UK taxation policy

When the coalition Conservative-Liberal Democrat government came to power in 2010, one of its key objectives was to cut government borrowing.

As a result, changes have been introduced affecting Social Security benefits, including:

  • the introduction of Universal Credit
  • a cap on the total benefit that can be paid to any single household
  • the implementation of the so-called 'bedroom tax' (more properly the removal of the 'spare room subsidy')
  • a cap on total welfare spend

The consequences of the government's 'austerity programme' have been profound. The Joseph Rowntree Foundation (JRF) has reported big rises in the numbers of people falling into poverty, including many of those in employment.

The JRF would argue that too often work does not pay enough – even with a National Living Wage, some pay falls below the 'real living wage’ (£8.75 per hour outside London).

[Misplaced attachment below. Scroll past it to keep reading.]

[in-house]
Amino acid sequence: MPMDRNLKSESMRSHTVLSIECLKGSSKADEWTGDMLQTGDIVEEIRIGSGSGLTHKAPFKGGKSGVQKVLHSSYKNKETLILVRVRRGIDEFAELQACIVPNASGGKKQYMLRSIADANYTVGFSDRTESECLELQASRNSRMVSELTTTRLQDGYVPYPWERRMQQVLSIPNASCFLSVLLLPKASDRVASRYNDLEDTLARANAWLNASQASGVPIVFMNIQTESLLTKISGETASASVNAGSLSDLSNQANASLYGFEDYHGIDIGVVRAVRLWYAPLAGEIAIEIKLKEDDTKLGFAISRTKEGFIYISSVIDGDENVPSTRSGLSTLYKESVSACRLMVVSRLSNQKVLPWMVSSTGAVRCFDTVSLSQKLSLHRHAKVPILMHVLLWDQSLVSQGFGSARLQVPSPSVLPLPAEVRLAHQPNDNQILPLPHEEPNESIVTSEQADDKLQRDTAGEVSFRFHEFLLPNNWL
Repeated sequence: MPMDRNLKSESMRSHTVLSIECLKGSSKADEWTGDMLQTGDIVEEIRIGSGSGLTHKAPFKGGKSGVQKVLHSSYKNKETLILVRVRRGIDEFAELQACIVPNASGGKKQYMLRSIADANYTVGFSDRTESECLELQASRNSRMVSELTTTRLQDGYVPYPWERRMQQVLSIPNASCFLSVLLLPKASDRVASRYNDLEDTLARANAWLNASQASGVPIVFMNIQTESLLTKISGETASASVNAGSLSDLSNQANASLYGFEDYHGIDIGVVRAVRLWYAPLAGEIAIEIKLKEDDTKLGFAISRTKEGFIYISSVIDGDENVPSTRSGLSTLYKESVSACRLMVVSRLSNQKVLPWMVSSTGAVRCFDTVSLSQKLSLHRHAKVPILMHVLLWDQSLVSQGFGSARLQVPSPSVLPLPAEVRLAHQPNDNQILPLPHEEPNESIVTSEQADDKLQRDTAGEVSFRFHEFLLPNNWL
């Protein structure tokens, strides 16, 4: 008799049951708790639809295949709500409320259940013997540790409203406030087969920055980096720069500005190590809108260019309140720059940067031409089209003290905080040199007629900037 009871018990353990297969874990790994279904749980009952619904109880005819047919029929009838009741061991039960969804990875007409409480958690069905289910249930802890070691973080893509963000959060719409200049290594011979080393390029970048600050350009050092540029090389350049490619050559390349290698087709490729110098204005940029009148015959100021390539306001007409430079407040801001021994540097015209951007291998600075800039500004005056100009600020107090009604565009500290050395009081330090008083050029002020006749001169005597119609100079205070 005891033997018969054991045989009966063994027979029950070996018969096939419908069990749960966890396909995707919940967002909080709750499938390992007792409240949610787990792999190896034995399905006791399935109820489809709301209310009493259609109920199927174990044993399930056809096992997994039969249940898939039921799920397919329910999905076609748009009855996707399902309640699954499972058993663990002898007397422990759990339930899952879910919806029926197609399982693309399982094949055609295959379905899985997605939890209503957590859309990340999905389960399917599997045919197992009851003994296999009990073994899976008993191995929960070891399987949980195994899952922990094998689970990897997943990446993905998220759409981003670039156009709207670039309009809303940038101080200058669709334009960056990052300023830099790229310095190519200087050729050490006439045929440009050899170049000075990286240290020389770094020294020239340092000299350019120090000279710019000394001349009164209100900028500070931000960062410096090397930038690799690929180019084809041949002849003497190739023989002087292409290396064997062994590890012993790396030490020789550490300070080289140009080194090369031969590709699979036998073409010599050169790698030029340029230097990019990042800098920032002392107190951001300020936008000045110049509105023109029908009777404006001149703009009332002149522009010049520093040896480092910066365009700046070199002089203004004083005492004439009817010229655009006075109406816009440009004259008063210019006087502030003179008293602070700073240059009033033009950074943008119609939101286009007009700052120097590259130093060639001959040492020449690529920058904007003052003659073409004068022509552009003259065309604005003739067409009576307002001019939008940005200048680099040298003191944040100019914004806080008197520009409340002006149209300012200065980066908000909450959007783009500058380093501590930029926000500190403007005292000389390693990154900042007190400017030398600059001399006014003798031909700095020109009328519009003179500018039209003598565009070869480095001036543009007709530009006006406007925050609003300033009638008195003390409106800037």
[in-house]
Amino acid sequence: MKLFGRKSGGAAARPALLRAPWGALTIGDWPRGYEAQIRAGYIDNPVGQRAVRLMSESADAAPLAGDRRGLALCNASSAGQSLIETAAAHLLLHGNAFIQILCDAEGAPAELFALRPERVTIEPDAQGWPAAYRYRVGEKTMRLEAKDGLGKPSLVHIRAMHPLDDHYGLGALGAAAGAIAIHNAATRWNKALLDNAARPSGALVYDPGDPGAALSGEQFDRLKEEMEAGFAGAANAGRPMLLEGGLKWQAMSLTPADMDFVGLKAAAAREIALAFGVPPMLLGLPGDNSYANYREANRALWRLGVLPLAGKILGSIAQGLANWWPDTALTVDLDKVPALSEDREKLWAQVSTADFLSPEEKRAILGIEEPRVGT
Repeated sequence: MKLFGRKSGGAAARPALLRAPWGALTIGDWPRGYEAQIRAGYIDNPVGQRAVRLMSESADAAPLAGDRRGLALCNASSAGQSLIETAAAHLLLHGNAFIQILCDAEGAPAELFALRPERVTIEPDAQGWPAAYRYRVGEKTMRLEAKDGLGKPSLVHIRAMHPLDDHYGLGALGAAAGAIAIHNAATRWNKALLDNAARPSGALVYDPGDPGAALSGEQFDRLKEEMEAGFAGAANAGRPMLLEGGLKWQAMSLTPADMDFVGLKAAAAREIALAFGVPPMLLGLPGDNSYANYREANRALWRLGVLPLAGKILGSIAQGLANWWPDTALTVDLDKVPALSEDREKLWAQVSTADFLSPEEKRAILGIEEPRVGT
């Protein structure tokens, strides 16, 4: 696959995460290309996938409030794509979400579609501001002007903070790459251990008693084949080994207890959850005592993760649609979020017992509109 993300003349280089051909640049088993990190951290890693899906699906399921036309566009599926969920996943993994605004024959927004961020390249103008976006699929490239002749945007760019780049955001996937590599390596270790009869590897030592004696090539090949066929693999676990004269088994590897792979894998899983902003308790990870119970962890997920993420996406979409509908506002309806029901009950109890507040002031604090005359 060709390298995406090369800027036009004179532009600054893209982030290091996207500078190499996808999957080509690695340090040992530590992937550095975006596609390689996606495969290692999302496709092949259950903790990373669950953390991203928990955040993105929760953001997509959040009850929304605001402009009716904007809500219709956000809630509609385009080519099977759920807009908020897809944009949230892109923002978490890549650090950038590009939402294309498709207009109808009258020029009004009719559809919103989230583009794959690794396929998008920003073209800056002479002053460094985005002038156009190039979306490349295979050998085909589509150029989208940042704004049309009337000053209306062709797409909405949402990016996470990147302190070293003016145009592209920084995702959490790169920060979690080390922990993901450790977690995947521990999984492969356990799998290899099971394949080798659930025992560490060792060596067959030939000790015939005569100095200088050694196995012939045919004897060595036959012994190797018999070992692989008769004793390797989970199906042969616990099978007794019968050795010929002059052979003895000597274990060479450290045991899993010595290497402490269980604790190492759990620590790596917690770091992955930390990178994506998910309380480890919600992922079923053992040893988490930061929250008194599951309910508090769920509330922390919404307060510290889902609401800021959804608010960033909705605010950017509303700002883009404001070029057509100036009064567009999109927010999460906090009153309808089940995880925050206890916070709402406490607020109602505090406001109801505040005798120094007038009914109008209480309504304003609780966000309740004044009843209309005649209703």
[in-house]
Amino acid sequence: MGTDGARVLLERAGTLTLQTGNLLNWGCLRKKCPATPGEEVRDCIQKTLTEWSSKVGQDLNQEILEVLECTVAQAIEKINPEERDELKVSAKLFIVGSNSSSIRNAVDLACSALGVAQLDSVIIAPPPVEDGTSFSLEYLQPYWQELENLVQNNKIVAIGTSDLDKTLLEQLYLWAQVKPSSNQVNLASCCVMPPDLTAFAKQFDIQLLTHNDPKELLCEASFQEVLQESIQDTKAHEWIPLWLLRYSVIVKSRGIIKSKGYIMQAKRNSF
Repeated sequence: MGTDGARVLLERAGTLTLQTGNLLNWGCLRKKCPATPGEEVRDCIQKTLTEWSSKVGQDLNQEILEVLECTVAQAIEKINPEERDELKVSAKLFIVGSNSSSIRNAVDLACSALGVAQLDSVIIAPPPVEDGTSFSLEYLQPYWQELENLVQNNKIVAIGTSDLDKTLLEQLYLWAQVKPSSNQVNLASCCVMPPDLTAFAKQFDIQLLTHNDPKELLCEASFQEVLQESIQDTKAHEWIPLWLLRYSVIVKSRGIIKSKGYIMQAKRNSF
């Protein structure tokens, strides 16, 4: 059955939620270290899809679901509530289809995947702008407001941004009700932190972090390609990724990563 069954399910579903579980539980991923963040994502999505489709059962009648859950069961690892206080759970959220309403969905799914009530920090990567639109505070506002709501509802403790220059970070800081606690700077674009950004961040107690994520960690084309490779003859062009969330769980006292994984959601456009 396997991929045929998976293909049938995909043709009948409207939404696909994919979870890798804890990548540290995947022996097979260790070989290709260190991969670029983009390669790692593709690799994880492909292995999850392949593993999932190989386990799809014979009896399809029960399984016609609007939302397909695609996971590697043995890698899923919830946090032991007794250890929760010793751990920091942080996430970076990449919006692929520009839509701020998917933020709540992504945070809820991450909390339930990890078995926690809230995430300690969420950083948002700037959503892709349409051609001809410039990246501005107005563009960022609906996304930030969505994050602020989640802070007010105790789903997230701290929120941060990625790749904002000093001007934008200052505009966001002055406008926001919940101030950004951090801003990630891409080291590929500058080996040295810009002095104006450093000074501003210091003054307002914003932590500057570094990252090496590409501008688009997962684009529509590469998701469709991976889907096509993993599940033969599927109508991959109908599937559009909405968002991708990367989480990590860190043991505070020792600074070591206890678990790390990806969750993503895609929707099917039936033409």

Taxation policy

Taxation policy can be described as either progressive or regressive.

Where taxation is progressive:

  • a greater proportion of total taxation falls on the wealthiest
  • the poorest, proportionally, pay less tax
  • income inequality tends to fall

Where taxation is regressive:

  • more tax, proportionally is taken from people on lower incomes
  • the wealthiest, proportionally, pay less tax
  • income inequality tends to rise

In 2010, under the Labour government in 2010, the top rate of income tax was raised to 50% for those earning over £150,000. This was an example of progressive taxation.

From 2013, under the coalition Conservative-Liberal Democrat government, the top rate of income tax for the highest earners was reduced to 45%. Some in the Conservative Party have called for a further reduction to 40%.

Currently the top 1% of earners pay 27% of all income tax. Depending on your political view this is a progressive tax and is as it should be.

However, the Conservatives would counter by saying that reductions income tax rates reward hard work and that in the long-term total tax revenue increases, allowing government to better support society.

Indirect taxes such as VAT, alcohol and fuel duty also have an impact on inequality. Higher rates of these taxes represent a higher proportion of poorer people's income compared to wealthy people. "Indirect taxes act to increase inequality of income." Office for National Statistics, 2013.